New article out by Almeida, Bossert ... [more authors including the NSF Bees of the World gang, Danforth, Murray, Branstetter, and Freitas] ... & Pie. "The evolutionary history of bees in time and space", in Current Biology.
Comprehensive study of bee phylogeny (using UCEs), age, and biogeography. What is pretty cool is that it serves as a comparative treatment to Charles Michener's classic 1979 paper on bee biogeography. Michener posited that bees originated in Western Gondwana, but it hasn't been adequately tested using molecular phylogenies and new methodologies. Another thing that I think is amazing -- the molecular dating. I'm talking 185 bee fossils used -- and not just node calibrations! Silas did the dating analysis, using a fossilized birth-death model (in the program MrBayes), meaning he assigned fossils to clades and not to a specific node or branch.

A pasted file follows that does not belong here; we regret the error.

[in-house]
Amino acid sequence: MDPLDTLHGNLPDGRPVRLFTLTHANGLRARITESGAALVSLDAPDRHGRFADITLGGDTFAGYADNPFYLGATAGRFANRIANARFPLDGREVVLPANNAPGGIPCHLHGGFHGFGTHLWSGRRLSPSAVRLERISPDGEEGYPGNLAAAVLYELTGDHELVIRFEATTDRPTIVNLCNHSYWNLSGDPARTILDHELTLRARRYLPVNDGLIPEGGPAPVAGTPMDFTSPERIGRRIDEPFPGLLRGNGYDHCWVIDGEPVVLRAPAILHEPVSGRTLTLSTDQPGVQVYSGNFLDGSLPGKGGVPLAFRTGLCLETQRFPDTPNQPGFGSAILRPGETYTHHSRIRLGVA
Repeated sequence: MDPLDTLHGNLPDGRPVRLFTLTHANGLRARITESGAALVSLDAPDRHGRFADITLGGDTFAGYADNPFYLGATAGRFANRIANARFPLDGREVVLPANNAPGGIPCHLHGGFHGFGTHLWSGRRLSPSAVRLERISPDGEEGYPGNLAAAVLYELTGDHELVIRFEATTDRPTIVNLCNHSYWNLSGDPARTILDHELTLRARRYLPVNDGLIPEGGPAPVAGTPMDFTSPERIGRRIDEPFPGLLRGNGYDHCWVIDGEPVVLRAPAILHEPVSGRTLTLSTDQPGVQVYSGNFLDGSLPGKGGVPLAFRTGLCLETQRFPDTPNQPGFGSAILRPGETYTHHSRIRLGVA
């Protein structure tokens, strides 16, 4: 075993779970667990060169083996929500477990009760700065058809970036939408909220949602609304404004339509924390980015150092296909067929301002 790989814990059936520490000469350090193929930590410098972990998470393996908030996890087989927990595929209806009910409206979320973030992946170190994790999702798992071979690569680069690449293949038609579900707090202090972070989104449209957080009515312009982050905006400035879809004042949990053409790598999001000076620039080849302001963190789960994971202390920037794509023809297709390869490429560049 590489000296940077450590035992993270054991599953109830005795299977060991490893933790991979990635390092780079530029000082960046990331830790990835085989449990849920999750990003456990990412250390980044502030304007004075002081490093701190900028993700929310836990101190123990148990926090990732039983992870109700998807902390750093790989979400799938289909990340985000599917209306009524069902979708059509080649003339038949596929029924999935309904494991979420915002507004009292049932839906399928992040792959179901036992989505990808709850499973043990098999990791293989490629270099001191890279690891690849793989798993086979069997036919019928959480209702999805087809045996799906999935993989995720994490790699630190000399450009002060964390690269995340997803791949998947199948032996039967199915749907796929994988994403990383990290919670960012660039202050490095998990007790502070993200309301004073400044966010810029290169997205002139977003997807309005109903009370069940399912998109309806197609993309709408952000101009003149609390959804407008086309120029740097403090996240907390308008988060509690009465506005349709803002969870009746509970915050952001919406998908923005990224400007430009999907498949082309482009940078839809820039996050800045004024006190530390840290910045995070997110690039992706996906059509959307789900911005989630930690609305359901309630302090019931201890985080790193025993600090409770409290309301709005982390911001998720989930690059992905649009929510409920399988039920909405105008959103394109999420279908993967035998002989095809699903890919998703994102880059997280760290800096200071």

We had some media attention on this, too! Kind of interesting to see how that process worked. Our College of Ag, CAHNRS, put out an article and then WSU Insider published it a couple of days later. Several internet sites picked up the story put out by WSU, such as Popular Science. Silas and I did a radio interview for Northwest Newsradio. Silas was interviewed by NPR!
WSU distributes their news articles (like ours) on EurekAlert, so that other sites can access them for content. Some internet sites put their own 'creative' spin on it -- like the one that was titled "A team of paleontologists find fossils that could radically change what is known about bees" on Crast.net. Hm.... not exactly. This paper didn't deal with describing new fossils, but it was the most extensive use of fossil data on a bee molecular phylogeny.